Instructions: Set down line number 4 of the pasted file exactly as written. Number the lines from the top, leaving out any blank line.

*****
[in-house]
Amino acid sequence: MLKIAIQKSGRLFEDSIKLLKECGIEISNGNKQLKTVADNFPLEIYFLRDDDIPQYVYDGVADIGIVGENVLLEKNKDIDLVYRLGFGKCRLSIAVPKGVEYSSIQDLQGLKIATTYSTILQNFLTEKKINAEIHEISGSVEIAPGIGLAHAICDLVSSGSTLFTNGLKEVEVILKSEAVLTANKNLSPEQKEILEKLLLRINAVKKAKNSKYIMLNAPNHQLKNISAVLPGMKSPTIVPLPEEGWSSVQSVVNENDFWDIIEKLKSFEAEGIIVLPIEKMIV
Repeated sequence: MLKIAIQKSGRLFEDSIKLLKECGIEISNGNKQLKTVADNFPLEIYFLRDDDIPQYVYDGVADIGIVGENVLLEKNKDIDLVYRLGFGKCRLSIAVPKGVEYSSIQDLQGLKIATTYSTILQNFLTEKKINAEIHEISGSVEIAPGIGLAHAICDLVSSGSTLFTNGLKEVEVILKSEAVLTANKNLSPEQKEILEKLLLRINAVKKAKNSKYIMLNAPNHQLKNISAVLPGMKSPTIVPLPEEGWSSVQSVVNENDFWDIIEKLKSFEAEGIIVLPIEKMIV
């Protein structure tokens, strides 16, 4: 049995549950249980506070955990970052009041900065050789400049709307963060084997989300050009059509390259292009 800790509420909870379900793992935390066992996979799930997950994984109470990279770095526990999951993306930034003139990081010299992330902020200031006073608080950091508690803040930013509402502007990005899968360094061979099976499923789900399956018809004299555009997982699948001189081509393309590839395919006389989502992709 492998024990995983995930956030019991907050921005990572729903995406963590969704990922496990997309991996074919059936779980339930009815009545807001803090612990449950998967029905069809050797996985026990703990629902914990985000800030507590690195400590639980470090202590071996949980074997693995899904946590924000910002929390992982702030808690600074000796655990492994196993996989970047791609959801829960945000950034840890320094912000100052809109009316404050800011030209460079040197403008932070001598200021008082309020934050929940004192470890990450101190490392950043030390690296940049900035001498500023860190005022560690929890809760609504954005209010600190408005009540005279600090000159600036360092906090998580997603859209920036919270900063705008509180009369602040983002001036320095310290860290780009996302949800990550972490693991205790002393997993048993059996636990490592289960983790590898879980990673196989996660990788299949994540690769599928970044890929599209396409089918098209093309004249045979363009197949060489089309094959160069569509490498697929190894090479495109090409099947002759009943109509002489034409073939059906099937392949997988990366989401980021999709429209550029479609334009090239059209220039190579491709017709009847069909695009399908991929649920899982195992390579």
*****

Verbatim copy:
């Protein structure tokens, strides 16, 4: 049995549950249980506070955990970052009041900065050789400049709307963060084997989300050009059509390259292009 800790509420909870379900793992935390066992996979799930997950994984109470990279770095526990999951993306930034003139990081010299992330902020200031006073608080950091508690803040930013509402502007990005899968360094061979099976499923789900399956018809004299555009997982699948001189081509393309590839395919006389989502992709 492998024990995983995930956030019991907050921005990572729903995406963590969704990922496990997309991996074919059936779980339930009815009545807001803090612990449950998967029905069809050797996985026990703990629902914990985000800030507590690195400590639980470090202590071996949980074997693995899904946590924000910002929390992982702030808690600074000796655990492994196993996989970047791609959801829960945000950034840890320094912000100052809109009316404050800011030209460079040197403008932070001598200021008082309020934050929940004192470890990450101190490392950043030390690296940049900035001498500023860190005022560690929890809760609504954005209010600190408005009540005279600090000159600036360092906090998580997603859209920036919270900063705008509180009369602040983002001036320095310290860290780009996302949800990550972490693991205790002393997993048993059996636990490592289960983790590898879980990673196989996660990788299949994540690769599928970044890929599209396409089918098209093309004249045979363009197949060489089309094959160069569509490498697929190894090479495109090409099947002759009943109509002489034409073939059906099937392949997988990366989401980021999709429209550029479609334009090239059209220039190579491709017709009847069909695009399908991929649920899982195992390579």